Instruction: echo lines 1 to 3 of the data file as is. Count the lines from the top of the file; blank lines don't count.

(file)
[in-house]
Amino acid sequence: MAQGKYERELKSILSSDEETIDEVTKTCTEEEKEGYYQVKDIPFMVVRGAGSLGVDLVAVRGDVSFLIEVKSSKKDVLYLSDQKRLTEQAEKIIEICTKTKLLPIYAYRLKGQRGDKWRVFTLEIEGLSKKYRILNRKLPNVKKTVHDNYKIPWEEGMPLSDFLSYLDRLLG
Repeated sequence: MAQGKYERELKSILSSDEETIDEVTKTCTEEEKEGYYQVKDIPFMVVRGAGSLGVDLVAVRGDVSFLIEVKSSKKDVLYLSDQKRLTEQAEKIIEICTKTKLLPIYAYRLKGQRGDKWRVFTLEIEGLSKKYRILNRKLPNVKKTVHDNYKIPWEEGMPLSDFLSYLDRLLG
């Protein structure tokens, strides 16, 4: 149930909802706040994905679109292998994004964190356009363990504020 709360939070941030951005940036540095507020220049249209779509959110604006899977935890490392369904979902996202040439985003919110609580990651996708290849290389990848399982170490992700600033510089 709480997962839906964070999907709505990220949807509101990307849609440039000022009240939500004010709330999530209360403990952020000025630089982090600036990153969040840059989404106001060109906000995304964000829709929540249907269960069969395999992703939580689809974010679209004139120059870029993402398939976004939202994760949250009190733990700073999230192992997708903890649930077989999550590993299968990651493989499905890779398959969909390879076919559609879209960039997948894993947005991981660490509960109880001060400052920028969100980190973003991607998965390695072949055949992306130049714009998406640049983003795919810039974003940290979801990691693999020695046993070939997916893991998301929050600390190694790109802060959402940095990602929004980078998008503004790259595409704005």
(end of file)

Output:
[in-house]
Amino acid sequence: MAQGKYERELKSILSSDEETIDEVTKTCTEEEKEGYYQVKDIPFMVVRGAGSLGVDLVAVRGDVSFLIEVKSSKKDVLYLSDQKRLTEQAEKIIEICTKTKLLPIYAYRLKGQRGDKWRVFTLEIEGLSKKYRILNRKLPNVKKTVHDNYKIPWEEGMPLSDFLSYLDRLLG
Repeated sequence: MAQGKYERELKSILSSDEETIDEVTKTCTEEEKEGYYQVKDIPFMVVRGAGSLGVDLVAVRGDVSFLIEVKSSKKDVLYLSDQKRLTEQAEKIIEICTKTKLLPIYAYRLKGQRGDKWRVFTLEIEGLSKKYRILNRKLPNVKKTVHDNYKIPWEEGMPLSDFLSYLDRLLG